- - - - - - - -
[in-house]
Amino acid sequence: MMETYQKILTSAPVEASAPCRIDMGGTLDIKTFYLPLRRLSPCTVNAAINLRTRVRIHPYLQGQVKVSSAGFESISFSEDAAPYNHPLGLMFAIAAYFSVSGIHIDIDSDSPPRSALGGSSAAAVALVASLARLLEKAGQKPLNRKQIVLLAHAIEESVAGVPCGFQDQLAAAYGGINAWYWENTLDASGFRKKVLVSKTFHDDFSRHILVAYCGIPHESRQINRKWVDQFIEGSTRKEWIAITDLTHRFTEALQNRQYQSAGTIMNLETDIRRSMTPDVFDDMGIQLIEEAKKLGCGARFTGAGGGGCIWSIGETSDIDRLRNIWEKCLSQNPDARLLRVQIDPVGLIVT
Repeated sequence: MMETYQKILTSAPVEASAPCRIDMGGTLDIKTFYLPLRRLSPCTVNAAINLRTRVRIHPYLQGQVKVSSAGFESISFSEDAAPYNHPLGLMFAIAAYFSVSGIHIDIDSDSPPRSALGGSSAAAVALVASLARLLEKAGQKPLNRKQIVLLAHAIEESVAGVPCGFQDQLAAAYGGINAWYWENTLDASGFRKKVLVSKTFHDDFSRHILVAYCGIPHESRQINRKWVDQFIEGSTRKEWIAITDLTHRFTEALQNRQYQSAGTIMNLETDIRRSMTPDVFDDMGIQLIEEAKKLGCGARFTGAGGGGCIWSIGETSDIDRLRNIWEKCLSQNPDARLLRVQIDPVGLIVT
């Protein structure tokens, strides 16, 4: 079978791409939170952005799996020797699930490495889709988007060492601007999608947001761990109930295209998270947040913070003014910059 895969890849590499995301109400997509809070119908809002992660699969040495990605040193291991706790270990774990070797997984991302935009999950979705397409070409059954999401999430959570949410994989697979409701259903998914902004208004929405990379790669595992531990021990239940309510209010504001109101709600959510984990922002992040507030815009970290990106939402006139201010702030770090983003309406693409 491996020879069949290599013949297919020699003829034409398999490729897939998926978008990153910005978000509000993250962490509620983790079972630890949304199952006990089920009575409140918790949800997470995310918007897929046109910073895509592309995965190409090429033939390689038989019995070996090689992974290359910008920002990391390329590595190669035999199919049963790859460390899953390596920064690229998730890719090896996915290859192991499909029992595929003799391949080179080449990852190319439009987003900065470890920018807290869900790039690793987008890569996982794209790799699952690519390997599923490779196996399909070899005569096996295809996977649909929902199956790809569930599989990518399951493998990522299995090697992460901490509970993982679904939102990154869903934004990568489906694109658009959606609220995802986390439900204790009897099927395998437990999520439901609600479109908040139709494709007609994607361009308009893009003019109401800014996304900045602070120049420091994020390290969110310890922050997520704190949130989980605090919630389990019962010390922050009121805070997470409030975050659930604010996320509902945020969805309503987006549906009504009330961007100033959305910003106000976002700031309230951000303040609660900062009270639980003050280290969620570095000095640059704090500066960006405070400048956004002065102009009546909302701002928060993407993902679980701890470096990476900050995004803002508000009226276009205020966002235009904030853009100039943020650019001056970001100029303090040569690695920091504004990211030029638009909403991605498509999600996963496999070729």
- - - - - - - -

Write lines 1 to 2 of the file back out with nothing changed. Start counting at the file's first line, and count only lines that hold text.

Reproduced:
[in-house]
Amino acid sequence: MMETYQKILTSAPVEASAPCRIDMGGTLDIKTFYLPLRRLSPCTVNAAINLRTRVRIHPYLQGQVKVSSAGFESISFSEDAAPYNHPLGLMFAIAAYFSVSGIHIDIDSDSPPRSALGGSSAAAVALVASLARLLEKAGQKPLNRKQIVLLAHAIEESVAGVPCGFQDQLAAAYGGINAWYWENTLDASGFRKKVLVSKTFHDDFSRHILVAYCGIPHESRQINRKWVDQFIEGSTRKEWIAITDLTHRFTEALQNRQYQSAGTIMNLETDIRRSMTPDVFDDMGIQLIEEAKKLGCGARFTGAGGGGCIWSIGETSDIDRLRNIWEKCLSQNPDARLLRVQIDPVGLIVT